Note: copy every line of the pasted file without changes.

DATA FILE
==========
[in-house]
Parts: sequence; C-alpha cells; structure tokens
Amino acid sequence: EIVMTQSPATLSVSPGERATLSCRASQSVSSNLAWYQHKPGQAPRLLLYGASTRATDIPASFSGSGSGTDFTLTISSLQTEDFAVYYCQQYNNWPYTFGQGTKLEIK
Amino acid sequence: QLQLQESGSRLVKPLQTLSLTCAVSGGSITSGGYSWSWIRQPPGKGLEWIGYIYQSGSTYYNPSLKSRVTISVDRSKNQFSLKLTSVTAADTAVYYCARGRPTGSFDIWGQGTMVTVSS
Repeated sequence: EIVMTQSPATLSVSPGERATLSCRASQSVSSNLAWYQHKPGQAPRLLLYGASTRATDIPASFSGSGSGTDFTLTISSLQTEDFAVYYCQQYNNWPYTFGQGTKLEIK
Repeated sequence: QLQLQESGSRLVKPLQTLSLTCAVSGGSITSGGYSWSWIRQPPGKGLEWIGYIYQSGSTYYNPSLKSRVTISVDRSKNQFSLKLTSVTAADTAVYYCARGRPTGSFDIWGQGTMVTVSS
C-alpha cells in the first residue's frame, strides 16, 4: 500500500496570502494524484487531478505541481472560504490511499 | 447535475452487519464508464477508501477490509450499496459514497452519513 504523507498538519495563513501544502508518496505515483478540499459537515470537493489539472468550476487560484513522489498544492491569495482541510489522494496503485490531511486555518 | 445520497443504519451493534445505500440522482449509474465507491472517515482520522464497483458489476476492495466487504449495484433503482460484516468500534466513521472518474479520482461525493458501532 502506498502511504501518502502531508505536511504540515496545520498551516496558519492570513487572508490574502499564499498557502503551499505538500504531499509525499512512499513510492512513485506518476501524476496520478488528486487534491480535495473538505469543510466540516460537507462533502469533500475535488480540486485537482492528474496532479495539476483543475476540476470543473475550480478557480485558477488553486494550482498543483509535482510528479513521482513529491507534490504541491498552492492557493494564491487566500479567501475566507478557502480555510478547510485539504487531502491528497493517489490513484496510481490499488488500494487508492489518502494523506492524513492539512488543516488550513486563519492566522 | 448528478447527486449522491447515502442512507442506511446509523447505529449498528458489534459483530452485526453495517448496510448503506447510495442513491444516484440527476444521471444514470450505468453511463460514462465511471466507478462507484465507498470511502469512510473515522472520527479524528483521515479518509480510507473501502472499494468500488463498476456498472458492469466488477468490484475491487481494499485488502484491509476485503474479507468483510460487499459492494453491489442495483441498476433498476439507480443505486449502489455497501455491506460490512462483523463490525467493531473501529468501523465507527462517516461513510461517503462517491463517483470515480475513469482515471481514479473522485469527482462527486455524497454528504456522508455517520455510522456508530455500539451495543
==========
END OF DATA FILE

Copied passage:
[in-house]
Parts: sequence; C-alpha cells; structure tokens
Amino acid sequence: EIVMTQSPATLSVSPGERATLSCRASQSVSSNLAWYQHKPGQAPRLLLYGASTRATDIPASFSGSGSGTDFTLTISSLQTEDFAVYYCQQYNNWPYTFGQGTKLEIK
Amino acid sequence: QLQLQESGSRLVKPLQTLSLTCAVSGGSITSGGYSWSWIRQPPGKGLEWIGYIYQSGSTYYNPSLKSRVTISVDRSKNQFSLKLTSVTAADTAVYYCARGRPTGSFDIWGQGTMVTVSS
Repeated sequence: EIVMTQSPATLSVSPGERATLSCRASQSVSSNLAWYQHKPGQAPRLLLYGASTRATDIPASFSGSGSGTDFTLTISSLQTEDFAVYYCQQYNNWPYTFGQGTKLEIK
Repeated sequence: QLQLQESGSRLVKPLQTLSLTCAVSGGSITSGGYSWSWIRQPPGKGLEWIGYIYQSGSTYYNPSLKSRVTISVDRSKNQFSLKLTSVTAADTAVYYCARGRPTGSFDIWGQGTMVTVSS
C-alpha cells in the first residue's frame, strides 16, 4: 500500500496570502494524484487531478505541481472560504490511499 | 447535475452487519464508464477508501477490509450499496459514497452519513 504523507498538519495563513501544502508518496505515483478540499459537515470537493489539472468550476487560484513522489498544492491569495482541510489522494496503485490531511486555518 | 445520497443504519451493534445505500440522482449509474465507491472517515482520522464497483458489476476492495466487504449495484433503482460484516468500534466513521472518474479520482461525493458501532 502506498502511504501518502502531508505536511504540515496545520498551516496558519492570513487572508490574502499564499498557502503551499505538500504531499509525499512512499513510492512513485506518476501524476496520478488528486487534491480535495473538505469543510466540516460537507462533502469533500475535488480540486485537482492528474496532479495539476483543475476540476470543473475550480478557480485558477488553486494550482498543483509535482510528479513521482513529491507534490504541491498552492492557493494564491487566500479567501475566507478557502480555510478547510485539504487531502491528497493517489490513484496510481490499488488500494487508492489518502494523506492524513492539512488543516488550513486563519492566522 | 448528478447527486449522491447515502442512507442506511446509523447505529449498528458489534459483530452485526453495517448496510448503506447510495442513491444516484440527476444521471444514470450505468453511463460514462465511471466507478462507484465507498470511502469512510473515522472520527479524528483521515479518509480510507473501502472499494468500488463498476456498472458492469466488477468490484475491487481494499485488502484491509476485503474479507468483510460487499459492494453491489442495483441498476433498476439507480443505486449502489455497501455491506460490512462483523463490525467493531473501529468501523465507527462517516461513510461517503462517491463517483470515480475513469482515471481514479473522485469527482462527486455524497454528504456522508455517520455510522456508530455500539451495543